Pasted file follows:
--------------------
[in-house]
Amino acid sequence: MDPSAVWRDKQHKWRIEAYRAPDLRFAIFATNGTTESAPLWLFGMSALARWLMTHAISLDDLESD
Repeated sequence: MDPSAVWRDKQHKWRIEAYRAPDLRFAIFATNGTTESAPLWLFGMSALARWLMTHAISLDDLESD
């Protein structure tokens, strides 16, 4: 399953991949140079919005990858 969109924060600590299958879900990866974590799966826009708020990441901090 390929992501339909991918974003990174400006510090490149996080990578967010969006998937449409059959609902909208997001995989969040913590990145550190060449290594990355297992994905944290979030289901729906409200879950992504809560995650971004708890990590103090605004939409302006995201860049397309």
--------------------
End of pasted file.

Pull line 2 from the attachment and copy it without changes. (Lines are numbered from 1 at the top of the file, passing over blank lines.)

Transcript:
Amino acid sequence: MDPSAVWRDKQHKWRIEAYRAPDLRFAIFATNGTTESAPLWLFGMSALARWLMTHAISLDDLESD